VPOD 18.17. Del. Richard Anderson – Aerospace in Virginia

Delegate Richard Anderson is chairman of the Virginia House Committee on Science and Technology and the Joint Committee on Technolgy and Science (JCOTS). He represents Virginia’s 51st House of Delegates District.

In this podcast, Chairman Anderson talks about the latest state initiatives regarding the aviation and space industry. A study was commissioned by the General Assembly and performed by the Virginia Academy of Science, Engineering, and Medicine.

“We as a commonwealth have not harnassed all of the potential of the aviation and space industry,” said Anderson in the podcast.

The study came up with six key recommendations:

(1) Pursue initiatives to grow Virginia’s commercial space enterprise and operation of unmanned aerial systems as key economic development initiatives

(2) Create a high-level aerospace economic development position in Virginia state government

(3) Attract new aerospace investments to Virginia

(4) Market current aerospace assets in Virginia’s government, commercial, and academic sectors

(5) Coordinate elements in Virginia’s aviation and space sectors to grow and diversify the economy

(6) Search for new opportunities in the financially-constrained federal sector for investment in the Commonwealth

Anderson discusses these recommendations and also explains how this is not a play to wrestle away the space program from Florida, but more of a concentrated effort to work with private industry and the next governor’s administration to set conditions to grow the aviation and space industry.

Anderson is seeking to meet soon with industry leaders to determine what initial steps can be taken – “low hanging fruit” – in the 2018 General Assembly to further support this industry and its potential.

“We cannot even scratch the surface [of what needs to be done] in a single General Assembly session,” said Anderson.

Anderson was clear to point out that privacy and security concerns are certainly part of the conversation as the industry continues to develop and that, by and large, the desire to grow Virginia’s aerospace frontier is a nonpartisan issue.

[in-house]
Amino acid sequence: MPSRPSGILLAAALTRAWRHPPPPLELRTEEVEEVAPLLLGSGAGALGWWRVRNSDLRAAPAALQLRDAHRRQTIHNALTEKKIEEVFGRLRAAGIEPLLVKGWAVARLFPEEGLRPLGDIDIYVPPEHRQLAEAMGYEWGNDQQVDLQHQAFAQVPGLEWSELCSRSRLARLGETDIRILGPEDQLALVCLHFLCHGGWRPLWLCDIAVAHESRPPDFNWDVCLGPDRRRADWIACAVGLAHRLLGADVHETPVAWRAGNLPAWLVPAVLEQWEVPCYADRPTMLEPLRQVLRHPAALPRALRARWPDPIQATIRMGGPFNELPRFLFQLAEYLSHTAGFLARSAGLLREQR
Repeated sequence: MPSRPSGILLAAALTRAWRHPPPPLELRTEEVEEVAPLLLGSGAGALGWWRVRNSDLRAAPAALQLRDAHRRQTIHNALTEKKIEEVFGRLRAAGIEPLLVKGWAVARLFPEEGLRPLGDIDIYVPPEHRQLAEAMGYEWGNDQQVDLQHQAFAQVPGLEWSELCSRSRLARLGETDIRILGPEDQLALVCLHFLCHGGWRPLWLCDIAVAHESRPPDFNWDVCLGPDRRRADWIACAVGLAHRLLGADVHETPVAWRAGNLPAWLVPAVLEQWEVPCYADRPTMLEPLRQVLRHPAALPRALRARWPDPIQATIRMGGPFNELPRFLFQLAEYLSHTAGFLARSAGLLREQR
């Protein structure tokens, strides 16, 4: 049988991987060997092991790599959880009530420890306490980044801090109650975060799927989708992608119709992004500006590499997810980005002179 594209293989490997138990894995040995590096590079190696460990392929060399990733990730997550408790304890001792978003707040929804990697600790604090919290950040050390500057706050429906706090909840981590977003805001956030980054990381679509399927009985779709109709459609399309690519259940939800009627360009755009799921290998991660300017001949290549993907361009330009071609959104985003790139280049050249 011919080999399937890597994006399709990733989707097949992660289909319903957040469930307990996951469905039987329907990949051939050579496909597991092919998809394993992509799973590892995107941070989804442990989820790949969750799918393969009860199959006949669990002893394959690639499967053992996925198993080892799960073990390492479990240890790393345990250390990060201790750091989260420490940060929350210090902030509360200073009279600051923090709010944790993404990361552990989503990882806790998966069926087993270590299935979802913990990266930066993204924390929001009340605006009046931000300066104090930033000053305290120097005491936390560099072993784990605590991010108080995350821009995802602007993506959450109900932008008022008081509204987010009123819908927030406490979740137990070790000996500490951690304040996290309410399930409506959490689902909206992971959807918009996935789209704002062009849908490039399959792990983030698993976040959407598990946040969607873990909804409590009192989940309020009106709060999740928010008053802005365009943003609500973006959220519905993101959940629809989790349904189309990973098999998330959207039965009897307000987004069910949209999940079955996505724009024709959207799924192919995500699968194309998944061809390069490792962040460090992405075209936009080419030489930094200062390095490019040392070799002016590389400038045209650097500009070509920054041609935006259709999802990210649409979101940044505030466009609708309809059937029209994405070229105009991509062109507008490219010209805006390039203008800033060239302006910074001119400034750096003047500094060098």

Links of Note:

VPOD can always be heard on demand at Bearing Drift. Or you can take the show with you wherever you go by subscribing via iTunes. Our favorite way to listen to podcasts is on the commute. A lot of cars can connect your mobile phone via Bluetooth to your car radio. Or listen using your headphones on the train. Or you can download it to your MP3 player. Or you can stream right here on the desktop by clicking the player. Whatever you do, listen and enjoy!

  • DJRippert

    “Anderson earned his B.A. in political science from Polytechnic Institute and State University and his M.A. in public administration from Webster University, St. Louis, Missouri.”

    I am sure Del Anderson is well intended but we couldn’t scare up even one engineer to lead the Committee on Science and Technology?

    Youza.

  • Lawrence Wood

    Economic development in this sector for the state fine, taxpayer based economic subsidies to attract and underwrite no way. Proponents need to be VERY clear exactly what they are signing the state’s taxpayers up for short and long term in any proposed aerospace industry development plan. This sector nationwide has all too frequently (especially among the new industry startups) manifested itself to be a corporate welfare subsidy monster of the first order.

  • This field is for validation purposes and should be left unchanged.